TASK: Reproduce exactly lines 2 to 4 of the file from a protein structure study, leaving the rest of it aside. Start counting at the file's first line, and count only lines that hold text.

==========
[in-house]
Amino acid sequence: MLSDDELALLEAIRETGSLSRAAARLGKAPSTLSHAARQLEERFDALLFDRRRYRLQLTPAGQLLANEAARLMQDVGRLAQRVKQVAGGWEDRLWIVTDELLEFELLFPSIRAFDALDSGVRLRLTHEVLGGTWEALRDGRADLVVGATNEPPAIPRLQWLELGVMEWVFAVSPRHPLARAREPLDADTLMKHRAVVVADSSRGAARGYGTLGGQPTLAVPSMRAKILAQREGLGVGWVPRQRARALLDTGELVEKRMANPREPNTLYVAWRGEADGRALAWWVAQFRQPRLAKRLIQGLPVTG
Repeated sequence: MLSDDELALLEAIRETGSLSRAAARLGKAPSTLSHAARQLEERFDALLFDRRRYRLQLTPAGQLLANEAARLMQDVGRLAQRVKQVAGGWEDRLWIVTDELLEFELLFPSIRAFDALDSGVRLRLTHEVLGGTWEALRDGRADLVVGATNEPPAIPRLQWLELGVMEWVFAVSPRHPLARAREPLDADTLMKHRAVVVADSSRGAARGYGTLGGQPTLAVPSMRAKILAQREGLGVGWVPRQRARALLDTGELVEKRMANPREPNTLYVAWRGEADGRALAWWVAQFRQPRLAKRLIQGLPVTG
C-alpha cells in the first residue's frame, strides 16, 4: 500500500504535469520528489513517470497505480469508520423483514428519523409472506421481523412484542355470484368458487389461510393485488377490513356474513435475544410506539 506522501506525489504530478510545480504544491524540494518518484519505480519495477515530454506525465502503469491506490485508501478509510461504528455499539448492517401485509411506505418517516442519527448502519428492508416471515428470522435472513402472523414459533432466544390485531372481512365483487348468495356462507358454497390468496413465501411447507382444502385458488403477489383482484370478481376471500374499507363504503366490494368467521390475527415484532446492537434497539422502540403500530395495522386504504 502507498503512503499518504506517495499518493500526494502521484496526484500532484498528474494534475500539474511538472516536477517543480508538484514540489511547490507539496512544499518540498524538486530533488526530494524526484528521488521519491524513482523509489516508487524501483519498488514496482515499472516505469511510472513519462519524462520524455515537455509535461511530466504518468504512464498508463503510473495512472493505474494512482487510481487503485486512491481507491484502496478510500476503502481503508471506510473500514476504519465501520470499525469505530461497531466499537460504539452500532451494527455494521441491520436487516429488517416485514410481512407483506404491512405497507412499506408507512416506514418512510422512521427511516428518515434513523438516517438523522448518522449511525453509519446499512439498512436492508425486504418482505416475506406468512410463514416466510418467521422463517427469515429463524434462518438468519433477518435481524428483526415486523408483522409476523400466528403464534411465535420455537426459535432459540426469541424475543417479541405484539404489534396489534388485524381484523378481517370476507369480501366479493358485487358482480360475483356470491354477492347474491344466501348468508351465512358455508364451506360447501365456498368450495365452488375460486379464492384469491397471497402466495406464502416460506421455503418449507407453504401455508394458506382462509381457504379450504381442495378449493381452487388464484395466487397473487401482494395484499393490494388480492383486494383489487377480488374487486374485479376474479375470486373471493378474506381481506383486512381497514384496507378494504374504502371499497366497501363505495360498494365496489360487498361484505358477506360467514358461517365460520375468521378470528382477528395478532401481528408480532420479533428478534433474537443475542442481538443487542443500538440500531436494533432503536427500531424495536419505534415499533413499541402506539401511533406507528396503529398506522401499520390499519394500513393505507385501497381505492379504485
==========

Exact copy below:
Amino acid sequence: MLSDDELALLEAIRETGSLSRAAARLGKAPSTLSHAARQLEERFDALLFDRRRYRLQLTPAGQLLANEAARLMQDVGRLAQRVKQVAGGWEDRLWIVTDELLEFELLFPSIRAFDALDSGVRLRLTHEVLGGTWEALRDGRADLVVGATNEPPAIPRLQWLELGVMEWVFAVSPRHPLARAREPLDADTLMKHRAVVVADSSRGAARGYGTLGGQPTLAVPSMRAKILAQREGLGVGWVPRQRARALLDTGELVEKRMANPREPNTLYVAWRGEADGRALAWWVAQFRQPRLAKRLIQGLPVTG
Repeated sequence: MLSDDELALLEAIRETGSLSRAAARLGKAPSTLSHAARQLEERFDALLFDRRRYRLQLTPAGQLLANEAARLMQDVGRLAQRVKQVAGGWEDRLWIVTDELLEFELLFPSIRAFDALDSGVRLRLTHEVLGGTWEALRDGRADLVVGATNEPPAIPRLQWLELGVMEWVFAVSPRHPLARAREPLDADTLMKHRAVVVADSSRGAARGYGTLGGQPTLAVPSMRAKILAQREGLGVGWVPRQRARALLDTGELVEKRMANPREPNTLYVAWRGEADGRALAWWVAQFRQPRLAKRLIQGLPVTG
C-alpha cells in the first residue's frame, strides 16, 4: 500500500504535469520528489513517470497505480469508520423483514428519523409472506421481523412484542355470484368458487389461510393485488377490513356474513435475544410506539 506522501506525489504530478510545480504544491524540494518518484519505480519495477515530454506525465502503469491506490485508501478509510461504528455499539448492517401485509411506505418517516442519527448502519428492508416471515428470522435472513402472523414459533432466544390485531372481512365483487348468495356462507358454497390468496413465501411447507382444502385458488403477489383482484370478481376471500374499507363504503366490494368467521390475527415484532446492537434497539422502540403500530395495522386504504 502507498503512503499518504506517495499518493500526494502521484496526484500532484498528474494534475500539474511538472516536477517543480508538484514540489511547490507539496512544499518540498524538486530533488526530494524526484528521488521519491524513482523509489516508487524501483519498488514496482515499472516505469511510472513519462519524462520524455515537455509535461511530466504518468504512464498508463503510473495512472493505474494512482487510481487503485486512491481507491484502496478510500476503502481503508471506510473500514476504519465501520470499525469505530461497531466499537460504539452500532451494527455494521441491520436487516429488517416485514410481512407483506404491512405497507412499506408507512416506514418512510422512521427511516428518515434513523438516517438523522448518522449511525453509519446499512439498512436492508425486504418482505416475506406468512410463514416466510418467521422463517427469515429463524434462518438468519433477518435481524428483526415486523408483522409476523400466528403464534411465535420455537426459535432459540426469541424475543417479541405484539404489534396489534388485524381484523378481517370476507369480501366479493358485487358482480360475483356470491354477492347474491344466501348468508351465512358455508364451506360447501365456498368450495365452488375460486379464492384469491397471497402466495406464502416460506421455503418449507407453504401455508394458506382462509381457504379450504381442495378449493381452487388464484395466487397473487401482494395484499393490494388480492383486494383489487377480488374487486374485479376474479375470486373471493378474506381481506383486512381497514384496507378494504374504502371499497366497501363505495360498494365496489360487498361484505358477506360467514358461517365460520375468521378470528382477528395478532401481528408480532420479533428478534433474537443475542442481538443487542443500538440500531436494533432503536427500531424495536419505534415499533413499541402506539401511533406507528396503529398506522401499520390499519394500513393505507385501497381505492379504485